The Classical School of Political Economy
The Classical School of political economy had its heyday in the period from 1800 to 1850 in England. It can be said to have begun with the writings of Adam Smith and David Hume in the latter part of the 18th century and it continued until well into the late 19th century before the neo-classical school and the marginalists began to replace it. D. P. O'Brien divides the classical school into three groups. Group I was made up of the founders, Adam Smith and David Ricardo. Group II was the most numerous and consisted of Thomas Malthus, Jean-Baptiste Say, James Mill and his son John Stuart Mill, Ramsay McCulloch, Nassau Senior, Robert Torrens, Robert Tooke, John Elliot Cairnes, and Henry Fawcett. Group III was made up of numerous lesser figures who were active later in the 19th century. The classical school developed free market economics into a consistent, scientific body of knowledge which quickly became the economic orthodoxy in the first half of the 19th century. Its members were very influential in reforming British government policy especially in the areas of free trade and economic deregulation.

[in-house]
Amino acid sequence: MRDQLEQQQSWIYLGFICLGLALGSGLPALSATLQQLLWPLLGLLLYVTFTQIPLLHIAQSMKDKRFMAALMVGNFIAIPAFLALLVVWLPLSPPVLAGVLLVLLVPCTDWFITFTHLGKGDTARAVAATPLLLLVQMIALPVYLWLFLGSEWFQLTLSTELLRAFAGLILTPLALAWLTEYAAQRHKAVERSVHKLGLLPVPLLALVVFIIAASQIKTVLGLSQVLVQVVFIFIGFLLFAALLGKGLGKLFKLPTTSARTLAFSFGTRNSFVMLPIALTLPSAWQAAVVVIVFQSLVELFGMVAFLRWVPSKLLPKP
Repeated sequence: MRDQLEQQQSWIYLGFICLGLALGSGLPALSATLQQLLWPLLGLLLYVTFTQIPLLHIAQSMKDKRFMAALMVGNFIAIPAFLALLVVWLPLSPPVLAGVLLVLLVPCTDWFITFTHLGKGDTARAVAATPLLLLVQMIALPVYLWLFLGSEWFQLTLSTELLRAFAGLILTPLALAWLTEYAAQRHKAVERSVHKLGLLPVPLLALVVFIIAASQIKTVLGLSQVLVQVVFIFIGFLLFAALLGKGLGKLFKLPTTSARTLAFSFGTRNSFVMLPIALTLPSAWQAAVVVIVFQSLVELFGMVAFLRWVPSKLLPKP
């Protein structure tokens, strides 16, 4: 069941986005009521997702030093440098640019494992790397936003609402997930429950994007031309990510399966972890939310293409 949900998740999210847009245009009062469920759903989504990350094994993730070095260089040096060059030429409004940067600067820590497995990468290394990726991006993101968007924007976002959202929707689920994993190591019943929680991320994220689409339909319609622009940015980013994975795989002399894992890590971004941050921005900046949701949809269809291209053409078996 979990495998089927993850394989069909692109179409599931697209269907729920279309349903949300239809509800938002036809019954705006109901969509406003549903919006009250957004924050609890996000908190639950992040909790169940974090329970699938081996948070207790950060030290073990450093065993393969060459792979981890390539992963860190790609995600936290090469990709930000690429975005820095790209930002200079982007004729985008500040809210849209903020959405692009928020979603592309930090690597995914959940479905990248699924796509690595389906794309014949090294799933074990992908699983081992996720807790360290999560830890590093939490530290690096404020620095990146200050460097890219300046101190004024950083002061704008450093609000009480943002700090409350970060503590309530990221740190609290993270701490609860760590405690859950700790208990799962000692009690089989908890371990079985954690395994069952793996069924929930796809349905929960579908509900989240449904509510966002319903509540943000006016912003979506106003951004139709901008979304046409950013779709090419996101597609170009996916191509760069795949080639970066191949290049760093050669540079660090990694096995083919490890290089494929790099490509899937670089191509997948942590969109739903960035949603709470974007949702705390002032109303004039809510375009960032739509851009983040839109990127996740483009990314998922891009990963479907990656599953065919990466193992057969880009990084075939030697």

Suggested reading on the classical school:
- Alexander Gray, The Development of Economic Doctrine (London: Longmans, Green and Co., 1947).
- The Classical Economists and Economic Policy, ed. A. W. Coats (London: Methuen, 1971).
- Thomas Sowell, Classical Economics Reconsidered (Princeton University Press, 1977).
- D.P. O'Brien, The Classical Economists (Oxford: Clarendon Press, 1978).